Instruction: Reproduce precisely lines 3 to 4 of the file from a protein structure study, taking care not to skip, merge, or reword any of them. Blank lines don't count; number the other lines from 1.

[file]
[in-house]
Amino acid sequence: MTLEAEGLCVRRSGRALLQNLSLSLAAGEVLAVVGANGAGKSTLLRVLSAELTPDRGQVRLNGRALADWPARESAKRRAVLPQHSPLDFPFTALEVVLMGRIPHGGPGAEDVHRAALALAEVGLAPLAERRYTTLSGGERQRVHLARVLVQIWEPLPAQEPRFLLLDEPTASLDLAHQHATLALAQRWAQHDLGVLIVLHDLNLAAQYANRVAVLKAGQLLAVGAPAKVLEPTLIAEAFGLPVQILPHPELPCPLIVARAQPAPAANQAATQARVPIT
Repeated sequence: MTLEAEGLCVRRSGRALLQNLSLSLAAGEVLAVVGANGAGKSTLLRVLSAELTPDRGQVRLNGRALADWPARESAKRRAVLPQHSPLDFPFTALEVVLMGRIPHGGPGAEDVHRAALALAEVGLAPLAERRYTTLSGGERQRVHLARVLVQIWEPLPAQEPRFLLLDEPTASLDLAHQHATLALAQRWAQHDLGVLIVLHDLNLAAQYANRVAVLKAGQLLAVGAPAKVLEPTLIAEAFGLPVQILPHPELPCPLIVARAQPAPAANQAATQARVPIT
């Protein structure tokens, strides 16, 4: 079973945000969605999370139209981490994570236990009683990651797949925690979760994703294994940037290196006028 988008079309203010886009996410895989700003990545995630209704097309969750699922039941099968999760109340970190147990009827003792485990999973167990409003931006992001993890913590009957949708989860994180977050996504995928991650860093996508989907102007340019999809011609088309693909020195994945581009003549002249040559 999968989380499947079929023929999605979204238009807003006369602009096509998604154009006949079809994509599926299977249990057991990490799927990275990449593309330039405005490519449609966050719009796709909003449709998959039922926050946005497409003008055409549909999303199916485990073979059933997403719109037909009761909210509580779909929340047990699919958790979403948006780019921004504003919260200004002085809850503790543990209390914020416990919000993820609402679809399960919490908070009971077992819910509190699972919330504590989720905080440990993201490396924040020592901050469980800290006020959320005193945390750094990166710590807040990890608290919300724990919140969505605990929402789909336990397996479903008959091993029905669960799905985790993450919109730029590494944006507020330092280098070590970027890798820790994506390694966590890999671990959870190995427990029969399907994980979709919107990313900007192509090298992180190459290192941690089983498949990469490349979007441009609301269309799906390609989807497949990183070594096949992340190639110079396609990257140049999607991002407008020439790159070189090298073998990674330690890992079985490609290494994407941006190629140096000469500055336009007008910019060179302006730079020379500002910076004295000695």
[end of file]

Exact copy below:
Repeated sequence: MTLEAEGLCVRRSGRALLQNLSLSLAAGEVLAVVGANGAGKSTLLRVLSAELTPDRGQVRLNGRALADWPARESAKRRAVLPQHSPLDFPFTALEVVLMGRIPHGGPGAEDVHRAALALAEVGLAPLAERRYTTLSGGERQRVHLARVLVQIWEPLPAQEPRFLLLDEPTASLDLAHQHATLALAQRWAQHDLGVLIVLHDLNLAAQYANRVAVLKAGQLLAVGAPAKVLEPTLIAEAFGLPVQILPHPELPCPLIVARAQPAPAANQAATQARVPIT
């Protein structure tokens, strides 16, 4: 079973945000969605999370139209981490994570236990009683990651797949925690979760994703294994940037290196006028 988008079309203010886009996410895989700003990545995630209704097309969750699922039941099968999760109340970190147990009827003792485990999973167990409003931006992001993890913590009957949708989860994180977050996504995928991650860093996508989907102007340019999809011609088309693909020195994945581009003549002249040559 999968989380499947079929023929999605979204238009807003006369602009096509998604154009006949079809994509599926299977249990057991990490799927990275990449593309330039405005490519449609966050719009796709909003449709998959039922926050946005497409003008055409549909999303199916485990073979059933997403719109037909009761909210509580779909929340047990699919958790979403948006780019921004504003919260200004002085809850503790543990209390914020416990919000993820609402679809399960919490908070009971077992819910509190699972919330504590989720905080440990993201490396924040020592901050469980800290006020959320005193945390750094990166710590807040990890608290919300724990919140969505605990929402789909336990397996479903008959091993029905669960799905985790993450919109730029590494944006507020330092280098070590970027890798820790994506390694966590890999671990959870190995427990029969399907994980979709919107990313900007192509090298992180190459290192941690089983498949990469490349979007441009609301269309799906390609989807497949990183070594096949992340190639110079396609990257140049999607991002407008020439790159070189090298073998990674330690890992079985490609290494994407941006190629140096000469500055336009007008910019060179302006730079020379500002910076004295000695």